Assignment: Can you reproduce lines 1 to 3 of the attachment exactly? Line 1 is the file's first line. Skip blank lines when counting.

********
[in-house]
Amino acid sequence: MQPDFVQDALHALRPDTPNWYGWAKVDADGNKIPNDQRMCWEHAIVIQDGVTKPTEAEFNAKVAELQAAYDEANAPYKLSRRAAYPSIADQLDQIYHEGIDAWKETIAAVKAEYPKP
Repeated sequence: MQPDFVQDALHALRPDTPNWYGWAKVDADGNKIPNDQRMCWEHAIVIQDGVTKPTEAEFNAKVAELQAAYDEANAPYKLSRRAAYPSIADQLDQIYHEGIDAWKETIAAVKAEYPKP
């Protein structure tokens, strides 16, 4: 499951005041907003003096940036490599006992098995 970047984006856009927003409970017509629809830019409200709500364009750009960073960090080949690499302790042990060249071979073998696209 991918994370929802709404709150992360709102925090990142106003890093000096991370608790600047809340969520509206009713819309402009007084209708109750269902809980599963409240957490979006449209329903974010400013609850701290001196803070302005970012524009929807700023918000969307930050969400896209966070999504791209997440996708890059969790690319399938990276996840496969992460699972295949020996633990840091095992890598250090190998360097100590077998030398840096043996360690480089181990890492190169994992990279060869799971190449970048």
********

[in-house]
Amino acid sequence: MQPDFVQDALHALRPDTPNWYGWAKVDADGNKIPNDQRMCWEHAIVIQDGVTKPTEAEFNAKVAELQAAYDEANAPYKLSRRAAYPSIADQLDQIYHEGIDAWKETIAAVKAEYPKP
Repeated sequence: MQPDFVQDALHALRPDTPNWYGWAKVDADGNKIPNDQRMCWEHAIVIQDGVTKPTEAEFNAKVAELQAAYDEANAPYKLSRRAAYPSIADQLDQIYHEGIDAWKETIAAVKAEYPKP